Trip Start Apr 26, 2005
42Trip End Nov 17, 2005
While he says it's not that far there's something about the Director's tone that might have warned us. But I'm on a mission; to photograph a suspension bridge just outside Jimbe, on the Zambia-Angola border near the source of great Zambezi river, for a calendar my father's advertising agency is producing.
By head-office's calculations the side-trip should take an afternoon out of our schedule, and a few kilometres out of town, off the tar road, we plunge into the bush
In Zambia at this time of year the sun sets early, and at 4:30 in the afternoon we were already running out of light. In less than an hour and half it would be dark, and we faced the sinking realization, as the road stretched on ahead of us, that we're not going to make it. We stop to consult a middle-aged villager.
The good news: there's a guesthouse Ikelenge, a town near Jimbe. The bad news: we still have a long way to go, and there's no electricity where we're headed. What my dad and his deputy, Mr. Chipalo, thought would be a quick job was turning out quite differently.
Geographically this is one of the most remote places I've ever travelled to. The only electric lights we see, coming from a small school, are powered by solar panels. Bwalya says this area is due to be connected in the next 3 months or so, but with the exception of a few conveniences--portable radios, pre-packaged food--it's hard to imagine that this area has changed much in a hundred years.
Ikelenge is pitch black, the only light coming from candles lit in homes or small stores on the main street
Despite its remoteness the school bell--a rusted wheel rim--still tolls, and the next morning, a Monday, kids from around Ikelenge are on their way to class. The school is a stones-throw from the guesthouse, a half-dozen buildings arranged round a central courtyard. Some classes have already begun, and I pass a classroom where 4 or 5 high-school students are learning advanced chemistry. It's 7 o'clock in the morning.
Back on the road, our first false start takes us down the second of three roads leading out of Ikelenge, but about 30 minutes in the road disintegrates to little more than a footpath. A villager tells us we're about a dozen kilometres away from driving into the Congo, definitely not where we want to go. I look at the road dwindling into the bush ahead and wonder about that dark and troubled country.
Retracing our steps, we take the only other road we haven't tried, a long, often rough and dusty route, through forests, pineapple groves and open savanna
A hundred metres later we pass small cinder block buildings and houses on our left, and a huge building to our right turns out to be an airplane hanger, complete with a twin engine Cessna. From the hangar the hospital complex of Kilene opened up like some rural African Oz. We'd passed the wizard--the flying doctor--on our way in.
After a day of driving past modest mud huts and small ragged villages Kilene was an enchanting, active place, neatly arranged and shaded by massive trees. At the central roundabout we pick up a couple boys to act as guides, and begin our second false start.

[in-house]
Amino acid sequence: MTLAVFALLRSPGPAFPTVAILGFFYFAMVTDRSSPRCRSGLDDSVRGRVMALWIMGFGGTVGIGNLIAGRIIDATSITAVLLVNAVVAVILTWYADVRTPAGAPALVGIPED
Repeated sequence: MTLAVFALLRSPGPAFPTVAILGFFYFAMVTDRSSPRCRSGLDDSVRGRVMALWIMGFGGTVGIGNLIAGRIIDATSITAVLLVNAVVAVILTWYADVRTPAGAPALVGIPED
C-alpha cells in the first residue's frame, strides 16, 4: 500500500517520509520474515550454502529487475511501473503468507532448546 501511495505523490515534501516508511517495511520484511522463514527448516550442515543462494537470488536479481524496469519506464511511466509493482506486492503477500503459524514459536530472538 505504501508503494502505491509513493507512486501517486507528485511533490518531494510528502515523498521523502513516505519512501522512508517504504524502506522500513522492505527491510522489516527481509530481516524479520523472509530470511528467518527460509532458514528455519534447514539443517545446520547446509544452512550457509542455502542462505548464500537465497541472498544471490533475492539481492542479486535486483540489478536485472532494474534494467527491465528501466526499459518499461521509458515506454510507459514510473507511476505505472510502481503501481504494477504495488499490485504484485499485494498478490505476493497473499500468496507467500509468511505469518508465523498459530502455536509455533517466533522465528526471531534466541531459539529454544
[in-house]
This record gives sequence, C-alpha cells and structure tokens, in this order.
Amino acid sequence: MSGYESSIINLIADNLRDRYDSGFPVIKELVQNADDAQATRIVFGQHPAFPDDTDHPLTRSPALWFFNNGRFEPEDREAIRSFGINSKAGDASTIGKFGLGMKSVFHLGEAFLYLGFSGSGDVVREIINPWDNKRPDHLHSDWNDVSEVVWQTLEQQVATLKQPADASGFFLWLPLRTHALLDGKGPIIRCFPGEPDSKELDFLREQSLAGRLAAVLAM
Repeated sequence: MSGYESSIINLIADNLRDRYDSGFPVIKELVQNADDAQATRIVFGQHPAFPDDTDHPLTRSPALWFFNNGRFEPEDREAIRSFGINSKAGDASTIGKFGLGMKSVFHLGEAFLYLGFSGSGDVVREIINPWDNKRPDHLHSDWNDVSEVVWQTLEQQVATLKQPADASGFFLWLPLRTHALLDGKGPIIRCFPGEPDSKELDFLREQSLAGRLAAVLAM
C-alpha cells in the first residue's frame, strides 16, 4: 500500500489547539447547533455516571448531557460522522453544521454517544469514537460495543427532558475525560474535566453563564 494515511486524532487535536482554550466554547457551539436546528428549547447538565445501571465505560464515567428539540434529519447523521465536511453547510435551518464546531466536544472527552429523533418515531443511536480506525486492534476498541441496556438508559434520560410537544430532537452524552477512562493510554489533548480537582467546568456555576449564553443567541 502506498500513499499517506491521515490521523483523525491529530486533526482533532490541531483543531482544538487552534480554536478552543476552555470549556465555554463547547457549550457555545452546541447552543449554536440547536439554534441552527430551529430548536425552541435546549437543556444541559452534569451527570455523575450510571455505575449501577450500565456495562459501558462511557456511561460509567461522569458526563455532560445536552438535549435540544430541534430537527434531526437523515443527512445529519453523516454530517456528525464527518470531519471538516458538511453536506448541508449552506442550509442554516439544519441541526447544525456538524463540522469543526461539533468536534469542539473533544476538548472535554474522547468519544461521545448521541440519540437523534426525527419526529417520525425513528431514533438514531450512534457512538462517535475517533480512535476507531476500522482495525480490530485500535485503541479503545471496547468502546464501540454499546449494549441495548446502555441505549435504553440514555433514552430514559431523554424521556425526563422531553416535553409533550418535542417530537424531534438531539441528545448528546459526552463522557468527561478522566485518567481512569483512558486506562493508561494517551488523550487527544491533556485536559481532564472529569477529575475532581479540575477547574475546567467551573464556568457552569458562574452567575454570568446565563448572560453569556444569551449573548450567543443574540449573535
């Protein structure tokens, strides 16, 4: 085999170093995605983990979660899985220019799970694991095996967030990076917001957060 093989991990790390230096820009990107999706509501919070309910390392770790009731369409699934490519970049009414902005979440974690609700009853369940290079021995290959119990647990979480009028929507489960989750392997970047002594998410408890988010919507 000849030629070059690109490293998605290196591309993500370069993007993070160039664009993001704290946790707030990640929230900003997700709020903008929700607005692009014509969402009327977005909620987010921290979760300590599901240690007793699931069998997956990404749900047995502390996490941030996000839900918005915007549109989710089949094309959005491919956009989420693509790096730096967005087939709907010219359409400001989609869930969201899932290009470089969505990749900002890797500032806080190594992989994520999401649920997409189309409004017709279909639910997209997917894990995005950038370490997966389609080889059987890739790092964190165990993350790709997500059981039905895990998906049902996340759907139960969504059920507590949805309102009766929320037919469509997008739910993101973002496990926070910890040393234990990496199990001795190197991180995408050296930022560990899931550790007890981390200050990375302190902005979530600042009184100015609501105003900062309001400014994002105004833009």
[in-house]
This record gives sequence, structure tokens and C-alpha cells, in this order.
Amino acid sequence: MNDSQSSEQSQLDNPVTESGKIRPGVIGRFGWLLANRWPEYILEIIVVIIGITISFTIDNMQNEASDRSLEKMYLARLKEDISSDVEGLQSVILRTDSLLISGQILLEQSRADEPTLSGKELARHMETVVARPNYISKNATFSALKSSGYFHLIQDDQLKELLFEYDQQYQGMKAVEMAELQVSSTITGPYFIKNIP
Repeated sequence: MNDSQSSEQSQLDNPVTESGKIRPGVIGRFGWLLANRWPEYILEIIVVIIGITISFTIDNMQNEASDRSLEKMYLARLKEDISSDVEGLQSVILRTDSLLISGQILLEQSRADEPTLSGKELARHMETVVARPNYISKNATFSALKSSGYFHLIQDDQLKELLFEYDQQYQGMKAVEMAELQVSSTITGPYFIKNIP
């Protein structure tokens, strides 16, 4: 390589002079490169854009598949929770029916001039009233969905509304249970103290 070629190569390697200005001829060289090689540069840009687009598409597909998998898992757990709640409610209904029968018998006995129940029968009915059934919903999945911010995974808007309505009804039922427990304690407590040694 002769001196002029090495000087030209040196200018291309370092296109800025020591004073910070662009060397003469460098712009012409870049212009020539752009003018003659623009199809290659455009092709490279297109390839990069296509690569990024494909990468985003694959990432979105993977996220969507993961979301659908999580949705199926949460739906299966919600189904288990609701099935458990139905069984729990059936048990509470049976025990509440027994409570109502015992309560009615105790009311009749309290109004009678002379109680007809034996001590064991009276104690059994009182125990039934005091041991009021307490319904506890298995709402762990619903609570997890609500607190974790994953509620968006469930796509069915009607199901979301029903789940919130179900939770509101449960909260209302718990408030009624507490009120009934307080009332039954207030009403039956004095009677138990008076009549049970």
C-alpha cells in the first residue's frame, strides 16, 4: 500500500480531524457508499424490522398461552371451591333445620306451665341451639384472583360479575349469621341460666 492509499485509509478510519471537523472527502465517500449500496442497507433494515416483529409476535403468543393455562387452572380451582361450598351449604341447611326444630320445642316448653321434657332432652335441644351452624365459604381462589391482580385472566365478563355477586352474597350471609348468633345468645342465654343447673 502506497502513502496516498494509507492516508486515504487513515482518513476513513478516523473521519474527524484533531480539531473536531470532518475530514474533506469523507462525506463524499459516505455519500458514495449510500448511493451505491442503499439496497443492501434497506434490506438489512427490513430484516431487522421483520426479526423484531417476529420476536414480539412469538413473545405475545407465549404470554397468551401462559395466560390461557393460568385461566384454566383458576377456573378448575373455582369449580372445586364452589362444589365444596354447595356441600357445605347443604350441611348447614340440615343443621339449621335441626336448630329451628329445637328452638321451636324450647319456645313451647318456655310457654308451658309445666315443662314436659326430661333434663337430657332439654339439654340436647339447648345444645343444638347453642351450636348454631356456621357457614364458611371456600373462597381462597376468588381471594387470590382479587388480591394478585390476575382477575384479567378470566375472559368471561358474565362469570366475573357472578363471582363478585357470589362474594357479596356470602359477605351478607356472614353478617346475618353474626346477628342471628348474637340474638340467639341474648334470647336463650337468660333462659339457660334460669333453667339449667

Somewhere in the muddle of translation between local dialect and nyanja the boys haven't clearly understood our purpose, and half an hour later we're in an area posted with ominous Danger! Explosive Charges signs. We pass unquestioned through a gate marked No Unauthorized Personnel and end up at a hydro-electric project on the Zambezi. Hundreds of people labour around us, constructing with stones and cement the sluice-way and turbine section that, once the river is redirected, will bring power to the region.
It's an impressive sight but not what we've come for. After more muddled translation, we're back on the road once again retracing our steps. It's midday and the prospects for success are looking grim. Now in our third attempt we hit the roughest stretches of road so far, and after a few dozen kilometres we reach the end
Not that the road doesn't continue. Between a line of trees a stream flows a foot deep over the road, and while the truck might get through, the area ahead clearly impassable. Patched with logs before the last rainy season, the road has shrunk beneath the ash-white dust, the gnarled and blackened wood poking through like the ribs of a sunken ship.
Villagers passing from the opposite direction on foot tell us we're only a dozen kilometres from Jimbe, but the mission is over. Not only is the road impossible but the border with Angola is manned by military on both sides. Even if we'd reached Jimbe it's unlikely that I would have been allowed to take pictures.
Still I take some photos for posterity and Bwalya turns the truck around. Once again we retrace our movements, drop the boys off at Kilene and resolve to make up the time somehow.
Back at Ikelenge we stop for supplies and are mobbed by villagers seeking transport. With hasty excuses--going to a funeral is a common, and suspect, line--they pile into the back of the truck. Away from the convenience of intercity minibuses it can take days for people to travel even the shortest distances. Of the four or five other vehicles we pass on the road only one other is ferrying hitchhikers.
Still, it hasn't been simple for us either. The office in Lusaka thought we could clear up the bridge assignment in an afternoon. When we finally return to Mwinilunga we've been in the bush 22 hours, with little to show but the story and some photographs. The side-trip has taken a day out of our 8-day schedule. Relieved to finally be back on a tarred road, we speed along to our next assignment.